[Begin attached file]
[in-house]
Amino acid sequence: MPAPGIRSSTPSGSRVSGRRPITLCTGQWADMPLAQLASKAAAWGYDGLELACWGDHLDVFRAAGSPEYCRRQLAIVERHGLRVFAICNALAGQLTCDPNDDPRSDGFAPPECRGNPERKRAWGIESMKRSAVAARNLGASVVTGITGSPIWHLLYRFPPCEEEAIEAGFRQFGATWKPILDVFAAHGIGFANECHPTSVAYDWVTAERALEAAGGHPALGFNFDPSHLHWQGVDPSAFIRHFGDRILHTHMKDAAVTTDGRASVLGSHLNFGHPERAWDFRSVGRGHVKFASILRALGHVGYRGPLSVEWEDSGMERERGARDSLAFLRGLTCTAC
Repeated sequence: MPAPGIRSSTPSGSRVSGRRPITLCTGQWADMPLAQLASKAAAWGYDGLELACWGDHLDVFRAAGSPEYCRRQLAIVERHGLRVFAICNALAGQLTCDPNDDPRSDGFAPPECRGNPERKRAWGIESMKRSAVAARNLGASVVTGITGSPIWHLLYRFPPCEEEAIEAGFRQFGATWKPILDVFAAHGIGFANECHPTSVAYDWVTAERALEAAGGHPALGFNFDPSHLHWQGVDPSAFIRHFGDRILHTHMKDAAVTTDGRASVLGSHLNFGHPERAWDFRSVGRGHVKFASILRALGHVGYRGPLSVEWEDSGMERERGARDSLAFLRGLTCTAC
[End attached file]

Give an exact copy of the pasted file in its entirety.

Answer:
[in-house]
Amino acid sequence: MPAPGIRSSTPSGSRVSGRRPITLCTGQWADMPLAQLASKAAAWGYDGLELACWGDHLDVFRAAGSPEYCRRQLAIVERHGLRVFAICNALAGQLTCDPNDDPRSDGFAPPECRGNPERKRAWGIESMKRSAVAARNLGASVVTGITGSPIWHLLYRFPPCEEEAIEAGFRQFGATWKPILDVFAAHGIGFANECHPTSVAYDWVTAERALEAAGGHPALGFNFDPSHLHWQGVDPSAFIRHFGDRILHTHMKDAAVTTDGRASVLGSHLNFGHPERAWDFRSVGRGHVKFASILRALGHVGYRGPLSVEWEDSGMERERGARDSLAFLRGLTCTAC
Repeated sequence: MPAPGIRSSTPSGSRVSGRRPITLCTGQWADMPLAQLASKAAAWGYDGLELACWGDHLDVFRAAGSPEYCRRQLAIVERHGLRVFAICNALAGQLTCDPNDDPRSDGFAPPECRGNPERKRAWGIESMKRSAVAARNLGASVVTGITGSPIWHLLYRFPPCEEEAIEAGFRQFGATWKPILDVFAAHGIGFANECHPTSVAYDWVTAERALEAAGGHPALGFNFDPSHLHWQGVDPSAFIRHFGDRILHTHMKDAAVTTDGRASVLGSHLNFGHPERAWDFRSVGRGHVKFASILRALGHVGYRGPLSVEWEDSGMERERGARDSLAFLRGLTCTAC